Macbeth, Thane of Glamis, is told by a trio of witches that he will soon be promoted to Thane of Cawdor, and later will be King of Scotland. When the first of their prophesies comes true, he tells his wife, who is filled with ambition and determines to ensure that the second is realized as well. She persuades her husband to murder King Duncan, and so Macbeth becomes King.

The rest of the play traces the couple's downfall as a result not only of the murder and hence the political injustice of Macbeth's reign, which leads to war in Scotland, but also because of the terrible psychological effects of guilt. Neither of them sleeps soundly again; Macbeth sees ghosts and appears to go mad; Lady Macbeth sleepwalks, endlessly washing her hands of the metaphysical blood that stains her, and eventually commits suicide. Macbeth dies when Macduff, rightful heir to the throne, besieges his castle and beheads him in battle.


The play provides a detailed exploration of the pathological effects of guilty conscience. As soon as the murder is committed, Macbeth realizes that he has "murdered sleep," and for the rest of the play he is haunted (quite literally, in his visions of Banquo's ghost) by the psychological (as well as political) consequences of the act that has obliterated his peace of mind, making the play a study in the effects of anxiety.

While his wife seems at first to be less remorseful than Macbeth, it is she who exhibits classical Renaissance symptoms of mental disturbance. In the famous sleepwalking scene, she is observed and commented on by a doctor. Macbeth appeals to him to "minister to a mind diseased" (5.3.40), but the doctor says that, when guilt is the cause, the patient must "minister unto himself" (5.3.46). Lady Macbeth dies soon after.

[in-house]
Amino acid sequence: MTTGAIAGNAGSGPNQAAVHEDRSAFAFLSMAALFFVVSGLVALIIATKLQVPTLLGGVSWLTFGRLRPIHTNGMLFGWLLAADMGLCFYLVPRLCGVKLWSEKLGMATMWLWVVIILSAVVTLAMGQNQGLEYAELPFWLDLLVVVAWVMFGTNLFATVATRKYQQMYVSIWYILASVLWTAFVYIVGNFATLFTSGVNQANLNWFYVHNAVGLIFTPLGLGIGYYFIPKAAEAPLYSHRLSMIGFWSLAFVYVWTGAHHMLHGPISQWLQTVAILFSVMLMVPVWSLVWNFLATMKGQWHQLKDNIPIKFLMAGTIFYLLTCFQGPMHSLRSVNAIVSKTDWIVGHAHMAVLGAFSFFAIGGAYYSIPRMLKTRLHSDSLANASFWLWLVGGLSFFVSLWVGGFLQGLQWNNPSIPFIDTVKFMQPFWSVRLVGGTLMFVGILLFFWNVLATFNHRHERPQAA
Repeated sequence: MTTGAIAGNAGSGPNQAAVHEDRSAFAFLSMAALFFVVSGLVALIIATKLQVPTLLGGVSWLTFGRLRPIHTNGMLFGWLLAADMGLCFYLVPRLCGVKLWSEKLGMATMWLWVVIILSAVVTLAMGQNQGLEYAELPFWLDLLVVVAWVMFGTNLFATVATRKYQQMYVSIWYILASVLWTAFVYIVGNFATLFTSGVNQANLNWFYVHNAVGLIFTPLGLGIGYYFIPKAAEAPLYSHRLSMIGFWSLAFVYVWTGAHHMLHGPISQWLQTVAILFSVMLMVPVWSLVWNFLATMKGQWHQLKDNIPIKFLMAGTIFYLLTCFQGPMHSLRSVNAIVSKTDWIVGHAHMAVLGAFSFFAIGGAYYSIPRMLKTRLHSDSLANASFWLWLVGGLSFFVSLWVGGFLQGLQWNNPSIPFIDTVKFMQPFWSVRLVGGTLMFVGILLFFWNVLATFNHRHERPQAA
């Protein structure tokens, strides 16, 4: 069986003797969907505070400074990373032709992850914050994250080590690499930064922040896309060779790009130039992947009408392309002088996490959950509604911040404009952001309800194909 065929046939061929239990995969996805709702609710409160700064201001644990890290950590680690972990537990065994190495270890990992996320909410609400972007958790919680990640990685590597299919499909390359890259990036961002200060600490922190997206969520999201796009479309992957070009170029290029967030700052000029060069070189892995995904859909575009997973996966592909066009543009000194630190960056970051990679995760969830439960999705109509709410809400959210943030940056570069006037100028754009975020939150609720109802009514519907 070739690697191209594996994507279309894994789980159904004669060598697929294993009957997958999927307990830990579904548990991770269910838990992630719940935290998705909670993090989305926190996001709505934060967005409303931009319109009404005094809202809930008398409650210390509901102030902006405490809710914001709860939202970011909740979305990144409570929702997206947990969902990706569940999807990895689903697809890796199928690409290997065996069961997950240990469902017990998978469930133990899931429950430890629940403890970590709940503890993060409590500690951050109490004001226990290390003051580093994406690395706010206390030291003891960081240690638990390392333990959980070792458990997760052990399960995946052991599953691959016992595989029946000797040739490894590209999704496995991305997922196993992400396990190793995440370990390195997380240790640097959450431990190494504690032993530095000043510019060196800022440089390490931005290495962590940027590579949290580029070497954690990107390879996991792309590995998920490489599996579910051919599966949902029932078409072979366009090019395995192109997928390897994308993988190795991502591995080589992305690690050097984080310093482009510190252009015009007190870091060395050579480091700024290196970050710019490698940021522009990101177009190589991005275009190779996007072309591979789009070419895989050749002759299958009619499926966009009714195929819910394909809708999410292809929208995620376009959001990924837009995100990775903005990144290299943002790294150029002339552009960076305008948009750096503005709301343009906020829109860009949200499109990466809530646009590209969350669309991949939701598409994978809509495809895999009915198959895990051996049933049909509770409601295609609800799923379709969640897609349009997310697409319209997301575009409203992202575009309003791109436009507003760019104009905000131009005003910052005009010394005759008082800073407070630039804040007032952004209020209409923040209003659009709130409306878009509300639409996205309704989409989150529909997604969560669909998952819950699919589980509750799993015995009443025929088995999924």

Gender is crucial in the effects of guilt. While Lady Macbeth's ambition is instrumental in bringing about the murder, the play implies that as a woman she is less able to withstand the strain than her husband is. In order to carry the act through, she calls on the spirits to "unsex me here," implying that a woman, and especially a mother, lacks the will power for such an act. Macduff, who finally kills Macbeth, was born by Cesarean section or, as the witches put it, is "not of woman borne" (4.1.79).


First published: London, 1623 (first folio). Also known as The Tragedy of Macbeth.


Penguin: The New Penguin Shakespeare

Place Published

New York




G. K. Hunter

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